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Senate Passes 'Anti-Terrorism' Bill

by ROBERT L. JACKSON, Times Staff Writer Saturday, Oct. 13, 2001 at 5:09 PM

Congress: Electronic eavesdropping, greater authority to detain suspects are among the broad measures passed, 96 to 1. " . . .would limit detention of suspects to seven days rather than the indefinite time period sought by the administration." Oh boy, that was close!

WASHINGTON -- The Senate responded to President Bush's request

for expanded anti-terrorist powers Thursday by approving a sweeping

program that would make it easier for U.S. law enforcement officials to

detect and detain suspected terrorists.

Satisfying the concerns of some civil liberties advocates, senators voted,

96 to 1, for broad measures that, among other provisions, would limit

detention of suspects to seven days rather than the indefinite time period

sought by the administration.

Senate leaders also began discussing an agreement with the House,

which is expected to pass its own similar legislation today, to put a

five-year limit on broadening the government's authority to conduct

electronic surveillance.

Among the powers approved by the Senate were measures allowing law

enforcement to eavesdrop on e-mail and other computer

communications without permission from a court, to obtain wiretapping

authority for multiple jurisdictions from a single court and to deploy

so-called "roving wiretaps" that permit investigators to monitor a

suspect's communications across multiple devices like cellular phones.

President Bush is expected to sign promptly the combined package that

Congress sends to his desk.

So urgent was the legislation that Senate Majority Leader Tom Daschle

(D-S.D.) kept his colleagues in session until they passed the measures at

close to midnight.

Daschle also succeeded in getting the Senate overwhelmingly to reject

three amendments by Sen. Russell D. Feingold (D-Wis.), who argued

that his proposals would keep law enforcement officers from invading

the privacy of innocent people with no connection to terror suspects.

Feingold cast the lone dissenting vote.

Daschle said he sympathized with Feingold's aims but cautioned that the

Senate bill already was a delicate bipartisan compromise that gave

protection to individual liberties.

Sen. Patrick J. Leahy (D-Vt.), liberal chairman of the Judiciary

Committee, said bipartisan efforts had produced "the best bill possible,

one requiring Republicans and Democrats to come together."

Leahy added: "We were able to remove a number of unconstitutional

parts the administration had proposed."

Sen. Orrin G. Hatch (R-Utah), the committee's ranking minority

member, said far-reaching legislation was needed because "we live in a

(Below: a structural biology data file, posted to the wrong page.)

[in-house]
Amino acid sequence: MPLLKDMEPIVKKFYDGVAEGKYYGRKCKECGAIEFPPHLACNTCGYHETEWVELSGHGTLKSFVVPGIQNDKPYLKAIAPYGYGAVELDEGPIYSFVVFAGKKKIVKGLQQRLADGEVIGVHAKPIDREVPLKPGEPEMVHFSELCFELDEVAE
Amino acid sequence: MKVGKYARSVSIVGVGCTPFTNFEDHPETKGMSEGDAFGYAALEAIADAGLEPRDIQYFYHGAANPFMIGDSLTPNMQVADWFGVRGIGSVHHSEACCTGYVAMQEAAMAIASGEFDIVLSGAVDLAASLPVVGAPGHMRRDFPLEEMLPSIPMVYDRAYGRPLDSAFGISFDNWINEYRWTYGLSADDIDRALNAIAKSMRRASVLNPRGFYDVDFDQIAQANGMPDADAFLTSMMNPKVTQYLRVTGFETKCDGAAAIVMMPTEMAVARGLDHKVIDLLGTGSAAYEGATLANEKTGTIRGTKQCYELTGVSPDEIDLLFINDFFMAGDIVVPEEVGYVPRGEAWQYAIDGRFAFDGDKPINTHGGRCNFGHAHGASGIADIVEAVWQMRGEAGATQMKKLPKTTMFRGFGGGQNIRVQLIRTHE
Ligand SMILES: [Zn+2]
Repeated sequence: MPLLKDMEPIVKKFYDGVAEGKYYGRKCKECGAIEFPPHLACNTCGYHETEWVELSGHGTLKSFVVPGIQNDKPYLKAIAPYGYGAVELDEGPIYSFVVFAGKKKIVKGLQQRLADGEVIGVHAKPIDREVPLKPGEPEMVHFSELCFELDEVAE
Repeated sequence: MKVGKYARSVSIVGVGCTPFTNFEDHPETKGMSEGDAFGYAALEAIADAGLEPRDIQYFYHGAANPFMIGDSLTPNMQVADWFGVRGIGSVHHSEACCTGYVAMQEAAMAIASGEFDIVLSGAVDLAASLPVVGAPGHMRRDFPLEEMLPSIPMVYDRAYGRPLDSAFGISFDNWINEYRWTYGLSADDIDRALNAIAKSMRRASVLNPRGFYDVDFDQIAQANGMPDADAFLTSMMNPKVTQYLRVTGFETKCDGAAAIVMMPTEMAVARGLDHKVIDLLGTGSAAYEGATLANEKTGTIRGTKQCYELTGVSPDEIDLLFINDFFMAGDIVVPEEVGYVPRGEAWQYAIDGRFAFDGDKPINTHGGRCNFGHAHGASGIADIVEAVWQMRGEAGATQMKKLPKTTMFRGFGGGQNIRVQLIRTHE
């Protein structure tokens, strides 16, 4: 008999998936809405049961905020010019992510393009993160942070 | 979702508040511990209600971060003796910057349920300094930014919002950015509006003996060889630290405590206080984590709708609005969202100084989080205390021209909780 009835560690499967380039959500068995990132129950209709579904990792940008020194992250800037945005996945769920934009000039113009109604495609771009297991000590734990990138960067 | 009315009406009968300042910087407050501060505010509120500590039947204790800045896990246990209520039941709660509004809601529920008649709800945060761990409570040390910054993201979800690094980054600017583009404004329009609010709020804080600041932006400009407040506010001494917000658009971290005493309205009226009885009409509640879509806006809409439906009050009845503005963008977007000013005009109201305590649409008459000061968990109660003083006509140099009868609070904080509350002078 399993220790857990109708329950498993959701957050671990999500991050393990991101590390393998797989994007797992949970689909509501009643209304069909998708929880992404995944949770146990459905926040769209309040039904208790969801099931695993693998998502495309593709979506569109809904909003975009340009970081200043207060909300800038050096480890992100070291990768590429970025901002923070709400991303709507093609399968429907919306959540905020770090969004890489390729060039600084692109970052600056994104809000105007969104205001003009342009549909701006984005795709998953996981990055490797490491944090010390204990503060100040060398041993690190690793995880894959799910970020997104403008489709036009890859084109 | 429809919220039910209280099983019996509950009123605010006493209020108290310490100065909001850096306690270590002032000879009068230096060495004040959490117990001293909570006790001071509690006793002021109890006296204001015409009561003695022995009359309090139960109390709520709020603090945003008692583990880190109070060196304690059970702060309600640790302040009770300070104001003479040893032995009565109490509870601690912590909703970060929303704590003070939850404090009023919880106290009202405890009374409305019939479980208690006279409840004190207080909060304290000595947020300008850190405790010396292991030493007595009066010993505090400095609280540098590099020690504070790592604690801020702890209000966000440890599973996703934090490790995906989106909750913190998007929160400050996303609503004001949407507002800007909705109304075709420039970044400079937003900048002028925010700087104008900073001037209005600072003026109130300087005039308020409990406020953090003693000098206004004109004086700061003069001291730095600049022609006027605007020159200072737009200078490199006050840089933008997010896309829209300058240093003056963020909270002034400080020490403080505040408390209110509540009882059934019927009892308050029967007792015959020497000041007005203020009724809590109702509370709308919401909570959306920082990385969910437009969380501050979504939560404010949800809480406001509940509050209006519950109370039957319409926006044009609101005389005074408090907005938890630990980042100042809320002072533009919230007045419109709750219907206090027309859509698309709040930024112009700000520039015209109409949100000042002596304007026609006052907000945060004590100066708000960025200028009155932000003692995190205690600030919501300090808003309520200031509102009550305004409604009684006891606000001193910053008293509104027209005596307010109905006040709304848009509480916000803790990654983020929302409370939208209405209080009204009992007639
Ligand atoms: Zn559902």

dangerous and difficult world today with terrorist cells in this country."

To those concerned about the potential loss of civil liberties in increasing

the powers of the FBI and other agencies, Hatch advised them to

ponder "the loss of civil liberties of those who died" in the terrorist

attacks of Sept. 11.

But Hatch said the government cannot guarantee total protection of the

public "when you have people willing to commit suicide to do us harm."

Advocating the need for roving wiretap authority, Sen. Dianne Feinstein

(D-Calif.), a Judiciary Committee member, explained that "under current

law, law enforcement must get a wiretap order for each individual phone

line. Criminals and terrorists know this, so they often manage to defeat

surveillance by simply moving locations or exchanging countless

disposable or even stolen cell phones."

Besides expanding the government's power to eavesdrop on suspects

and detain suspects and potential witnesses for limited periods, the

Senate bill also mandates the sharing of investigative data between the

FBI and CIA when such information could pertain to terrorist activities.

Previously, such data often was protected by court order or by grand

jury secrecy.

In addition, the bill increases maximum penalties for terrorist-related

crimes that result in any deaths. It also triples the number of Border

Patrol officers, Customs Service agents and U.S. immigration inspectors

along the Canadian border, the boundary that some terrorists who

hijacked airliners last month are believed to have crossed. The bill

appropriates million to upgrade technology for those agents.

Additionally, the Senate legislation includes strict anti-money-laundering

provisions designed to prevent terrorists from using U.S. banks in

furtherance of their activities, and it improves the ability of federal agents

to detect such use.

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